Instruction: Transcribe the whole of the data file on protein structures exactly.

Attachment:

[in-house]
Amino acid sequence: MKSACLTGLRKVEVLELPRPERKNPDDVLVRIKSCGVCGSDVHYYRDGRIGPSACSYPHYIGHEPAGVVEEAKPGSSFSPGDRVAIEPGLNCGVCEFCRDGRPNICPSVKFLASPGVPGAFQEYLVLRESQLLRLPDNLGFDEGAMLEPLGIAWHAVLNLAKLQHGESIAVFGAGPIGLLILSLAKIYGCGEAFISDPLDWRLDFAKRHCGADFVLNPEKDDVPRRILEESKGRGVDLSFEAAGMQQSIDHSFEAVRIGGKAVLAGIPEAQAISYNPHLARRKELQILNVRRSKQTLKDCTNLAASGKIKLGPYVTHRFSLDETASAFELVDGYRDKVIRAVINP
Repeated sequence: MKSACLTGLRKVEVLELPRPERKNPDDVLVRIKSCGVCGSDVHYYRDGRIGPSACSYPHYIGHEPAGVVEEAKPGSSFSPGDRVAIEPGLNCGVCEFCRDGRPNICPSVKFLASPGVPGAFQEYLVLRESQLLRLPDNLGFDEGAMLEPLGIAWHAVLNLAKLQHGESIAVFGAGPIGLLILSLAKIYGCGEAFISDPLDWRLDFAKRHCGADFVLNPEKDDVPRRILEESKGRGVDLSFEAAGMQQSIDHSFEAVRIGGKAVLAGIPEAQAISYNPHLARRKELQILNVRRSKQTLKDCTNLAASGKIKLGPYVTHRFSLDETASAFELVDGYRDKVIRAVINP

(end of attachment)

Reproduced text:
[in-house]
Amino acid sequence: MKSACLTGLRKVEVLELPRPERKNPDDVLVRIKSCGVCGSDVHYYRDGRIGPSACSYPHYIGHEPAGVVEEAKPGSSFSPGDRVAIEPGLNCGVCEFCRDGRPNICPSVKFLASPGVPGAFQEYLVLRESQLLRLPDNLGFDEGAMLEPLGIAWHAVLNLAKLQHGESIAVFGAGPIGLLILSLAKIYGCGEAFISDPLDWRLDFAKRHCGADFVLNPEKDDVPRRILEESKGRGVDLSFEAAGMQQSIDHSFEAVRIGGKAVLAGIPEAQAISYNPHLARRKELQILNVRRSKQTLKDCTNLAASGKIKLGPYVTHRFSLDETASAFELVDGYRDKVIRAVINP
Repeated sequence: MKSACLTGLRKVEVLELPRPERKNPDDVLVRIKSCGVCGSDVHYYRDGRIGPSACSYPHYIGHEPAGVVEEAKPGSSFSPGDRVAIEPGLNCGVCEFCRDGRPNICPSVKFLASPGVPGAFQEYLVLRESQLLRLPDNLGFDEGAMLEPLGIAWHAVLNLAKLQHGESIAVFGAGPIGLLILSLAKIYGCGEAFISDPLDWRLDFAKRHCGADFVLNPEKDDVPRRILEESKGRGVDLSFEAAGMQQSIDHSFEAVRIGGKAVLAGIPEAQAISYNPHLARRKELQILNVRRSKQTLKDCTNLAASGKIKLGPYVTHRFSLDETASAFELVDGYRDKVIRAVINP